If they would have used FreeBSD or NetBSD, it has no such requirements to share modified versions.Plus it has great networking and packet filtering.

      But most companies would rather try to save some money and effort doing things the wrong way. Violating software licenses along the way, hoping they won't get caught. In the long run that strategy is most costly.

      The problem is, most SoCs run Linux. The problem is SoC vendors really only support Linux. Getting one to support BSD is quite iffy - if they've even he

      • And unfortunately, it's impossible to port it yourself

        That's my old job from Cisco.

        Even getting register lists from some of them is like pulling teeth.

        Sorry about that. That's my current job at NVIDIA. It's not as straight forward as zipping up our documents and handing them over.

    • by ebvwfbw ( 864834 )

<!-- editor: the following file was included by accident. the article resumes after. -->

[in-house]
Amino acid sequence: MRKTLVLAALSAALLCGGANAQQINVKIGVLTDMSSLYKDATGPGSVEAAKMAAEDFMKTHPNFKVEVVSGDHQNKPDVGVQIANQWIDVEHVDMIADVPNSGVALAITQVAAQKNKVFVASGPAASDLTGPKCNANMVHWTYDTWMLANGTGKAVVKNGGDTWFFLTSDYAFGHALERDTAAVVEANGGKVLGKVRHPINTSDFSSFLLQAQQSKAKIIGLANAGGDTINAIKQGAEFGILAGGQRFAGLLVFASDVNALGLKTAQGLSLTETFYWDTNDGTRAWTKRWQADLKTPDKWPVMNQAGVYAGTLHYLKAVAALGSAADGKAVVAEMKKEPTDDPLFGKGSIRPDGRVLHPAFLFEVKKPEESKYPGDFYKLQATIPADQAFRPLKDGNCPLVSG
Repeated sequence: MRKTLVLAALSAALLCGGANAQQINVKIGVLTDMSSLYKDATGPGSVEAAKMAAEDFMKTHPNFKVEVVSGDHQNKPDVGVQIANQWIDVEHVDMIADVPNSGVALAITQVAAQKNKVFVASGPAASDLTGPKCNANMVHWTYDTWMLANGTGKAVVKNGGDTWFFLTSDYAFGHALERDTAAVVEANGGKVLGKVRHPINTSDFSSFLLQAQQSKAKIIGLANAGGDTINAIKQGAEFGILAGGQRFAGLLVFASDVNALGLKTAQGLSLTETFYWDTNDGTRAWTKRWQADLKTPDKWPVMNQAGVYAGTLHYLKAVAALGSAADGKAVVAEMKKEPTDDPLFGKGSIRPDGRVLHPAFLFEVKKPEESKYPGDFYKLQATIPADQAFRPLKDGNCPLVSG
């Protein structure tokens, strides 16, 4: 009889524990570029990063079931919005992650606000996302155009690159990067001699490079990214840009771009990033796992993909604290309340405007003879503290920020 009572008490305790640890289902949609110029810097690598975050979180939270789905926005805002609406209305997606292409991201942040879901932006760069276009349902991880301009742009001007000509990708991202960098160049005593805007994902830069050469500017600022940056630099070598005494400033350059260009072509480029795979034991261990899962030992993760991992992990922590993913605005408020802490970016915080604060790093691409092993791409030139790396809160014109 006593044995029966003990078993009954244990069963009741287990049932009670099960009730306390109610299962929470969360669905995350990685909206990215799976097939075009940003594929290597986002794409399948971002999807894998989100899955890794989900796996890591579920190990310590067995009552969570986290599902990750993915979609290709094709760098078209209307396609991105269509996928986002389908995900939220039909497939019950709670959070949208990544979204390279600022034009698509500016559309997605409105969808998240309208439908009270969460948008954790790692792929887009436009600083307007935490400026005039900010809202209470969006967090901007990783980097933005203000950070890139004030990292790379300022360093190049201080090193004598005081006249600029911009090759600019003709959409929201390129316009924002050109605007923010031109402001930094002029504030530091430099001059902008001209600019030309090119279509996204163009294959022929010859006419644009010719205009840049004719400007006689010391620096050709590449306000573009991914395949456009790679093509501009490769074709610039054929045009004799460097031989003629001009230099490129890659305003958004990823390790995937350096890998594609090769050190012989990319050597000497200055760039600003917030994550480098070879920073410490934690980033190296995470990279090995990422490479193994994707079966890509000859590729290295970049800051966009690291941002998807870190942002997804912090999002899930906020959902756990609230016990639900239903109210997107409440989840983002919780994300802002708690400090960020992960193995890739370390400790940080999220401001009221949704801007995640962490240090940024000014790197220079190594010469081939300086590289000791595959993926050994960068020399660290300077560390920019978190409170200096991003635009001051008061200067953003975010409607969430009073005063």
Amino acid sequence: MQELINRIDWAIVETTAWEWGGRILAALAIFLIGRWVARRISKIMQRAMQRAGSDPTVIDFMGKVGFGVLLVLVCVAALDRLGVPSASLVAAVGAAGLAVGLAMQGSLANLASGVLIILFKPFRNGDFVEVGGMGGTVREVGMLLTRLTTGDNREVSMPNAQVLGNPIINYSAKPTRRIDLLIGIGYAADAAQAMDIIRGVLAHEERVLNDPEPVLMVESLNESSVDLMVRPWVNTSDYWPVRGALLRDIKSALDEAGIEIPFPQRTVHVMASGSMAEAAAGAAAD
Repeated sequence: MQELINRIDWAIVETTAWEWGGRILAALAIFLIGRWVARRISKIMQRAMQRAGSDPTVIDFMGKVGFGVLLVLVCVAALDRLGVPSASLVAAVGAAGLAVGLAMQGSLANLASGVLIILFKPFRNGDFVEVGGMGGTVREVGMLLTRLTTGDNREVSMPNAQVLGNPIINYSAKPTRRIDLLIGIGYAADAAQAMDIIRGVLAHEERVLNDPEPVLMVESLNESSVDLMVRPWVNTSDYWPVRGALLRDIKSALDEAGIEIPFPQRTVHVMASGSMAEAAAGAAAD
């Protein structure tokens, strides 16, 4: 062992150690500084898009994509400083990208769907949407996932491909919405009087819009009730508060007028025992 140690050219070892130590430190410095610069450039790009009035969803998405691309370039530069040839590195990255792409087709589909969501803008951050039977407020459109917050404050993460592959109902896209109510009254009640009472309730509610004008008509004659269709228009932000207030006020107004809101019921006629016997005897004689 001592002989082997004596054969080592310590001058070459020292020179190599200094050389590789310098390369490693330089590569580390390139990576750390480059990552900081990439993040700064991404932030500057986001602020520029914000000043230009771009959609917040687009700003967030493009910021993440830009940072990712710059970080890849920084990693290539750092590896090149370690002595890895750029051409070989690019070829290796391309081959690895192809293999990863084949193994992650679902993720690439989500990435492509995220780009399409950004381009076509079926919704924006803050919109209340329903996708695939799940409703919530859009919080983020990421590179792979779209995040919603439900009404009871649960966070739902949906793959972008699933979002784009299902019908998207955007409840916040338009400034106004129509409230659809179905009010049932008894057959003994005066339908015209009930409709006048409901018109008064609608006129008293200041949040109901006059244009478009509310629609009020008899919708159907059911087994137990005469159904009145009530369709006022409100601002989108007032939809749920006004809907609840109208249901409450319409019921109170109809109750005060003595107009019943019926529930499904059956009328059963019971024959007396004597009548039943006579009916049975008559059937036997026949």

Freebsd is a great OS, if the year is 1990. By 1995 there were arguments over this. By 2000 a few arguments over this. By 2010, nobody that knows what they're talking about would say - hey let's develop under BSD. Now I wish it would just die and go away along with debian. We should all get unified instead of having so many different versions out there.

      • Different systems for different people is better than a unified computing platform. Not that there is much difference between FreeBSD and Linux architecturally. They are both POSIX and try to emulate the user experience of a decades old OS. It's rare to find software that will only run on one of them.